Yes, of course we were worried that having our song in a commercial would cause some backlash. That being said, when we did that commercial we were unsigned (we still are although we have licensed our album Spells to Autumn Tone Records) and, pragmatically, we really had to do the commercial. The money we earned enables us to tour, pay rent for our practice space, buy and repair gear, and will help us make the next album. The business model of the music industry has changed drastically in the past few years, and even well-known bands like Arcade Fire (NFL commercial), Grizzly Bear (Toyota or some such car manufacturer), and Wavves (Mountain Dew) are making a living by licensing their songs to commercials. I’m not saying that licensing songs to multinational companies is an ideal way for artists to make a living, but record sales certainly aren’t paying the bills for even relatively “famous” bands. So, if an unsigned band like us licenses a song to Samsung, it just doesn’t seem like that big a deal anymore. We aren’t using the money to buy a Lexus. We’re using it to buy amps and then make records because labels can no longer pay to do even those basic things.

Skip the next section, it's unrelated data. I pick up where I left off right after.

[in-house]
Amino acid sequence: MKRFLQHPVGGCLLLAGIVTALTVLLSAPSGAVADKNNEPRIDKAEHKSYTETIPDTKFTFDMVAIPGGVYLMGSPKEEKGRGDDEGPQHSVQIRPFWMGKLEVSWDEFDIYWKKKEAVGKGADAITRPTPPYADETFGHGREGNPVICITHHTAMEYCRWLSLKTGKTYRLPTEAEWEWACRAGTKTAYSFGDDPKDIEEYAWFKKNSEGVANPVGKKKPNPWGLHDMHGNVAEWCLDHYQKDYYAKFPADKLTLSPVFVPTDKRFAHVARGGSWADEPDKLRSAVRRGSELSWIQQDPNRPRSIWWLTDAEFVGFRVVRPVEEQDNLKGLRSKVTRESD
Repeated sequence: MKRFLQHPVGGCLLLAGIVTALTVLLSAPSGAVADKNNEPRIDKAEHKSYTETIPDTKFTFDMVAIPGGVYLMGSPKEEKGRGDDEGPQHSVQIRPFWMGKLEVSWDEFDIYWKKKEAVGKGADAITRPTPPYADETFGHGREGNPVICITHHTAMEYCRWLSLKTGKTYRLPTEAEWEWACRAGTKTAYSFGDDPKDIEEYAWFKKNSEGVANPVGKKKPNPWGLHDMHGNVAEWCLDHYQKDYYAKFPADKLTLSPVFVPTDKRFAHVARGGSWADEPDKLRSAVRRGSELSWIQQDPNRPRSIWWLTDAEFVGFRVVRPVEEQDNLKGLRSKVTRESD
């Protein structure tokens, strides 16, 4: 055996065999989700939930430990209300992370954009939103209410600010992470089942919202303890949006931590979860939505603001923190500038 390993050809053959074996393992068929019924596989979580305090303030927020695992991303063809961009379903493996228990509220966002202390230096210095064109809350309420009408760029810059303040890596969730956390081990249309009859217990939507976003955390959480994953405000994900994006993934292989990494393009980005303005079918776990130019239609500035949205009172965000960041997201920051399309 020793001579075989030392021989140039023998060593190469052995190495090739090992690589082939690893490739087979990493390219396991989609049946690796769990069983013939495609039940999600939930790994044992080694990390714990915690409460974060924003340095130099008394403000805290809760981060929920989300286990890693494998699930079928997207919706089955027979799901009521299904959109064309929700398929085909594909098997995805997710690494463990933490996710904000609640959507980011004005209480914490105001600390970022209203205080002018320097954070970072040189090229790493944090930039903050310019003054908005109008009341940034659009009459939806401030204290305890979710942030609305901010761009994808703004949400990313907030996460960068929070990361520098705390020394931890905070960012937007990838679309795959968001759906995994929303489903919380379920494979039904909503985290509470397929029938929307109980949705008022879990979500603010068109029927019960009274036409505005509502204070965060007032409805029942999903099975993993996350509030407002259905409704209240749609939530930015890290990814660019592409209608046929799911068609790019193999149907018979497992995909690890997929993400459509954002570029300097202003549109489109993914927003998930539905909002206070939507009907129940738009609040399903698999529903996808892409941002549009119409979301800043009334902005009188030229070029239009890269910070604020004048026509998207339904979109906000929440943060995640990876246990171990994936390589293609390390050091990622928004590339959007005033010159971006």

How did the commercial come about? Was “High Wire” specifically chosen initially, or were other Happy Hollows songs considered?

The rumor is that a big band like Weezer or The White Stripes dropped out and then Samsung had to find a band in two or three weeks. They picked us out of over a thousand bands because they watched some interview we did on YouTube and liked us. They were trying to decide between “High Wire” and “Faces” and I think they went with “High Wire” because it had a synth.